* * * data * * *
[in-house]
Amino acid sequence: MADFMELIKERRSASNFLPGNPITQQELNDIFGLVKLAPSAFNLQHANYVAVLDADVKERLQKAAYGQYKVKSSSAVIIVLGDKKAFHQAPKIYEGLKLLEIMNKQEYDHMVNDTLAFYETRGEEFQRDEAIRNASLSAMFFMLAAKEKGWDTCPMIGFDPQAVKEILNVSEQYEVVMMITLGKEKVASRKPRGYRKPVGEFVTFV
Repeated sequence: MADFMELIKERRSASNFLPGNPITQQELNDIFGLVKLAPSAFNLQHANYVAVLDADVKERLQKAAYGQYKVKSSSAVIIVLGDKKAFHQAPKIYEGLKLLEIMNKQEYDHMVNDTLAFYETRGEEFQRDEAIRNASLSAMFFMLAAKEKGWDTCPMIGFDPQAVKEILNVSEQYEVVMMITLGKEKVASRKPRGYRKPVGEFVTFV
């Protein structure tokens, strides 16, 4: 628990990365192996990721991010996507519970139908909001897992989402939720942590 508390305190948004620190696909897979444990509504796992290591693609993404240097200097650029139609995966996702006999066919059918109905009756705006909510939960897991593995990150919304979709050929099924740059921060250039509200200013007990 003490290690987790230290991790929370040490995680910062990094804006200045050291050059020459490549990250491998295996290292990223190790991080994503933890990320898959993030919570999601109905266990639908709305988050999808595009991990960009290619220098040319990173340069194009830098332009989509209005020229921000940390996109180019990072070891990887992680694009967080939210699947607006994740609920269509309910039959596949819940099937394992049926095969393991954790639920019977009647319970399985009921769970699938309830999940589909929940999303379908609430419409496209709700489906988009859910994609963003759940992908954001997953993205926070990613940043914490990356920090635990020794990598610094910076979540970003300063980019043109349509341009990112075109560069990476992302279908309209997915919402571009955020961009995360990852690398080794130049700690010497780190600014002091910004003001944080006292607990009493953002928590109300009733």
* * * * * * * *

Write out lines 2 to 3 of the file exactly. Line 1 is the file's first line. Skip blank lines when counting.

Amino acid sequence: MADFMELIKERRSASNFLPGNPITQQELNDIFGLVKLAPSAFNLQHANYVAVLDADVKERLQKAAYGQYKVKSSSAVIIVLGDKKAFHQAPKIYEGLKLLEIMNKQEYDHMVNDTLAFYETRGEEFQRDEAIRNASLSAMFFMLAAKEKGWDTCPMIGFDPQAVKEILNVSEQYEVVMMITLGKEKVASRKPRGYRKPVGEFVTFV
Repeated sequence: MADFMELIKERRSASNFLPGNPITQQELNDIFGLVKLAPSAFNLQHANYVAVLDADVKERLQKAAYGQYKVKSSSAVIIVLGDKKAFHQAPKIYEGLKLLEIMNKQEYDHMVNDTLAFYETRGEEFQRDEAIRNASLSAMFFMLAAKEKGWDTCPMIGFDPQAVKEILNVSEQYEVVMMITLGKEKVASRKPRGYRKPVGEFVTFV